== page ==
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Sounds of the world : the real Colombia is not forgotten

Cet article en anglais est le résultat d’un projet collaboratif entre #AuxSons et Alejandro Abbud Torres Torija, professeur à Sciences Po Paris Campus Reims, et contributeur régulier d’#AuxSons. Dans le cadre du cours “Sons du monde : la musique comme miroir de l’intime et du collectif” des étudiants internationaux de Sciences Po Paris Campus Reims se sont penchés sur les liens entre musiques des quatre coins du monde et enjeux sociopolitiques. 

This article is a result of a collaborative project between #AuxSons and Alejandro Abbud Torres Torija, lecturer at Sciences Po Paris Campus Reims, and regular contributor to #AuxSons. As part of the class “Sounds of the world : Music as mirror of the intimate and the collective”, international students from Sciences Po Paris Campus Reims prepared articles presenting contemporary music from different parts of the world in connection with recent socio-political events.


Recently, Colombia has been suffering from an economic crisis heightened by the pandemic. With unemployment as high as 17% and a fiscal deficit, the government undertook a new tax reform. In recent weeks, citizens took the streets in protest, which have evolved into a national strike. Despite the violences and despair, Colombians are sending around the world a message of strength and hope. One of these voices is Lido Pimienta, singing from the other side of the continent.

Born in Barranquilla, a city in the Colombian Atlantic coast, Lido grew up surrounded by music, with the cumbia and Afro sounds from her father’s side and indigenous melodies from her mother’s. She then moved to Canada, where she has lived most of her life.

Lido Pimienta is the part of Colombia not usually heard of, far away from the winners of beauty pageants or other Colombian musicians. She represents the frequently ignored Afro-Colombian population, and the Wayuu indigenous tribe from the peninsula of la Guajira. She is a queer plastic artist, curator, women and mother. And all of this is portrayed in her Grammy nominated album, Miss Colombia.


Nada, one song from the album focuses on her experience as a woman and the pain of natural labor. It is a hymn to all Colombian women who are being taken for granted. Her whole album Miss Colombia breaks the usual over-romantization that an immigrant has towards their country once they leave it, and breaks the usual boundaries of reality portrayed in music.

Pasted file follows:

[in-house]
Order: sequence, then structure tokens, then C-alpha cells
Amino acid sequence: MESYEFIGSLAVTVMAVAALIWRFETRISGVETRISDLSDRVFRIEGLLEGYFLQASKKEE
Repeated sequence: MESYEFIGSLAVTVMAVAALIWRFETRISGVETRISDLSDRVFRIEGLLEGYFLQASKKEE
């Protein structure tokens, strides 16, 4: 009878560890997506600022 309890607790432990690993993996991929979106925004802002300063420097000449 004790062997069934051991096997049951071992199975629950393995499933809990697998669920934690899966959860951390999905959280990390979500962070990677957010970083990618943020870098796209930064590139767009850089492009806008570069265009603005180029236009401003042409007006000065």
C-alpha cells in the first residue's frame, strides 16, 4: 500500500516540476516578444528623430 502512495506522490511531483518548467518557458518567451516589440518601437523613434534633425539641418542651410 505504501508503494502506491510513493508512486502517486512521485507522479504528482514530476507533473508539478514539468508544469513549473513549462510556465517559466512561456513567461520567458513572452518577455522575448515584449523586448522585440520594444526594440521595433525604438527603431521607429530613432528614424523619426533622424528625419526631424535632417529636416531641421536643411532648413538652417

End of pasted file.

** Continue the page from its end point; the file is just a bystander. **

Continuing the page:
Her album was released just before the pandemic took over the world. As every other artist, her concerts and plans got canceled. But even through the obstacles her main goal has been reached: have her music support and help listeners. Especially throughout the past year’s struggles and now with the current Colombian situation.

Her message is an ode to the mothers struggling during these times, and their strength within the sexist latin culture. With the recent protests that have shaken Colombia the past weeks, she never ceases to voice her support and puts international pressure on the abuses and human rights violations being committed.

Throughout her music, she offers a safe place, peace and calm to the Colombian population. Not only through her already created music, but she does lives in her social media accounts singing lullabies to her baby. That way people can receive some comfort during these difficult times and mothers can work together to put their babies to bed despite the situation. Her voice is a message of hope and calm between the storm.


the author : 

Isabella Ospina is a Colombian student in Sciences Po Paris - Campus of Reims. Currently taking the Economics and Society major, she has always been interested in social issues and the interactions and dynamics of individuals. She studied music from a young age at a government program, increasing her sense of belonging and her interest on the influence of music in society.



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